Now that I have started to distil my lines of enquiry I am beginning to rationalise these thoughts against what it is I want to do, make and find out. At this point (and in reference to Lecture 1 – ‘Introduction to Practice as Research’) I am unsure as to which of these questions to address first; which should take president and lead into the others.
I want to develop existing and learn new making skills using a range of 3D media, because this is what I enjoy doing. It is hard at this point to give specific reasons as to why I enjoy doing this, beyond the simple responses of I am good at it, or that I use these skills in my vocation, or to lead me onto an alternative line of employment. I also want to build confidence in what I do and make; I am historically objective and realistic (pessimistic) of my own abilities and how my work applies to wider contexts, professionally and creatively (more on that later). I need to gain the confidence to make my practice work for me, and take myself seriously as a practitioner.
I also want to move beyond the experimental stage of the creative process; my job as an Art & Design lecturer inhibits time spent on what I make (in practice, in reflection and in continuum). My creative output is condensed into the spare hour or so that I might have between teachings, and although I can be easily inspired by the fast pace of contexts I am exposed to (as well as the practical opportunities), it is hard to find longevity in these endeavours. Often the work I produce exists as one-offs, successful or failed experiments, or merely ‘good ideas’. The next wave of creative stimulus comes along quickly, and therefore my practice exists in a constant state of halfway through several creative processes. This needs to change.
The want for the more ‘intellectual’ side of a body of work may at first appear to be lower down on the list of demands, and to some extent the hunger for this is not the same as the hunger for making, but it is an integral part of what I enjoy about visual culture. I enjoy deciphering and unravelling context within artworks and the open discussion of contexts, concepts and meanings in art and craft works is stimulating, and something I readily participate in. There are broader and specific thematic areas that do interest me, however I often omit these and err towards the superficial when I produce my own work (or embark upon my own stunted version of the creative process (possibly because I rarely reflect and develop these ideas)). Beyond the attachment to a creative output, I am keenly interested in my own behaviours & beliefs as they change and respond to the world around, which in extension I relate to the behaviours and beliefs of others in this world too…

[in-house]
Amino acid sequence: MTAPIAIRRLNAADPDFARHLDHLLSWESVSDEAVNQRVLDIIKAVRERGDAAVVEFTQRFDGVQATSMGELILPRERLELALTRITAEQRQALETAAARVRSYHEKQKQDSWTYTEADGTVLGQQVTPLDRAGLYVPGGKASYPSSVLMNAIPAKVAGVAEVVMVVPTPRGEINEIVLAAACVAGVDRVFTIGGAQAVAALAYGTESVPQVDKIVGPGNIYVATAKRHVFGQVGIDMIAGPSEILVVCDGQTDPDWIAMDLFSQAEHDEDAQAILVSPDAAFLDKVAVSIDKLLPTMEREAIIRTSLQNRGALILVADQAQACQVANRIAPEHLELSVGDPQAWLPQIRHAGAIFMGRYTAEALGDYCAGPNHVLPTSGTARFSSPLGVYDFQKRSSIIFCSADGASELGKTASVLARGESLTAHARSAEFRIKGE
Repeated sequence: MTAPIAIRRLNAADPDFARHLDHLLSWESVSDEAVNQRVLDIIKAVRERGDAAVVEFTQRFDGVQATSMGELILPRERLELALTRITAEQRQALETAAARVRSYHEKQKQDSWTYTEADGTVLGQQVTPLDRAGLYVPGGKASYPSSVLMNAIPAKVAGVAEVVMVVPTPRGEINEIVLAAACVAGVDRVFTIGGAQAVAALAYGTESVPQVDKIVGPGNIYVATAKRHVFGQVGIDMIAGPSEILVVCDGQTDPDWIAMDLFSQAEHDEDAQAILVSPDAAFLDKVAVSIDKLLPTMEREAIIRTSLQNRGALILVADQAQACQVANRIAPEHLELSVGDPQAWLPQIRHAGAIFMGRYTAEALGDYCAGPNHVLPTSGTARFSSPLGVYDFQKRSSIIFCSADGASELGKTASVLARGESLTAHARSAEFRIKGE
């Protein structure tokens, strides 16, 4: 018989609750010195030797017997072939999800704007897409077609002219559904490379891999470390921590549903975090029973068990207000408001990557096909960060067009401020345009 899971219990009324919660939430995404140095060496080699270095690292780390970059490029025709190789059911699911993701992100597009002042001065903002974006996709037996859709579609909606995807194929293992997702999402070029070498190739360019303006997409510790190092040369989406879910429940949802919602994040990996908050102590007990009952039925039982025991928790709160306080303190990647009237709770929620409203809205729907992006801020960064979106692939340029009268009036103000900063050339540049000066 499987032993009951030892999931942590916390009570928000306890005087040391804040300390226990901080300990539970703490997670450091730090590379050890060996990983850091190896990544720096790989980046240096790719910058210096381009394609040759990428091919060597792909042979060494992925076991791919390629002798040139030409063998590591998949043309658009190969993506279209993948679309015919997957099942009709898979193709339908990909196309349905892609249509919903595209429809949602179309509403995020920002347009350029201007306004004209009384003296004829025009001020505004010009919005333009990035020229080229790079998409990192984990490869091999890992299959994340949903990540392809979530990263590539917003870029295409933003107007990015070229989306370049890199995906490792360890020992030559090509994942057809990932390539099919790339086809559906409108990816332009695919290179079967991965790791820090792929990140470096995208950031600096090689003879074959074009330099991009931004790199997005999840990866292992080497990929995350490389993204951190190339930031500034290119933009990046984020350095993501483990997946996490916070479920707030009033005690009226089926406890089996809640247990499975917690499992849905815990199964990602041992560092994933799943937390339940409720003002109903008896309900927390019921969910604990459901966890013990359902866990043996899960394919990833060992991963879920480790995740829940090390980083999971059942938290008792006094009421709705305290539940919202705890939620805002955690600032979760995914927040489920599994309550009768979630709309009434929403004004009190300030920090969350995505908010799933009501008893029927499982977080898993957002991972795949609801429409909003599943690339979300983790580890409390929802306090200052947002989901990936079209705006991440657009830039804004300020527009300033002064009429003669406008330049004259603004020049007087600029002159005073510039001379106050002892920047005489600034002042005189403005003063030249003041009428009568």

…Ultimately I am concerned with non-spiritual existential questions, and the struggle between reason and feeling. I find it often too easy to justify or explain my actions and behaviours (and the actions and behaviours of others) through a rational ‘scientific’ approach (cause and effect), yet the answers often don’t help to reconcile the emotional feeling. As an example, I often feel the sense of average-ness about my self, my abilities, my looks, my thoughts, my choices, etc. I use this notion to help connect to others – often it has been remarked that I give good advice and help people identify and understand the ‘psychology’ of their own confusions, predicaments and problems. As a result I find people gravitate towards me as a good listener and someone who can make sense of the mental or moral mire they may be in. But in stark contrast, within me this evokes a feeling of loneliness and disconnectedness from others; why can’t they see things like I do? Why can’t someone make sense of why I emotionally annex myself from other people? Why do they seem happier than I am, in their irrational, provincial bubble? My thoughts are serious, weighty and often make me feel unsatisfied, judgmental, isolated and aloof. – and very alone. But I cannot help trying to rationalise these feelings by applying my own psychobabble and rationality, with no warmth or feeling. To summarise, I find it impossible to just ‘be’.
My lack of self-understanding and wider respect often manifests itself in my attitudes towards visual culture as well. Certainly throughout my younger years as a creative I had struggled with the definitions of ‘art’ and ‘design’, and often tried to rebel against the ‘elitism’ of the creative industry’s low view of the superficial and the purely visual. I have come to understand and reconcile this through my teaching practice, but I also believe there can often be an undeserved leaning towards the conceptual in lieu of the aesthetic. This leads back to the question of rationality versus the irrational; why things feel right (or in my case why things feel wrong), despite all fact and reason stating the opposite.
With these notions in mind, it makes sense to explore the notions of rationality and the irrational mind, if anything but to illustrate the difficulty of doing so in such a ‘proven’ world, where cultural conditioning tells us how we should think, act and behave, yet as individuals we often feel applying a rational mind-set is not satisfying. Is this a human condition; do we long for a pre-culturally programmed mind-set (infantile, or perhaps even animal)?
NB – Importantly I am not remarking that my work will necessarily be cathartic or serve as self-help, moreover this discourse outlines a personal rationale for the effect my practice could produce (no pun intended).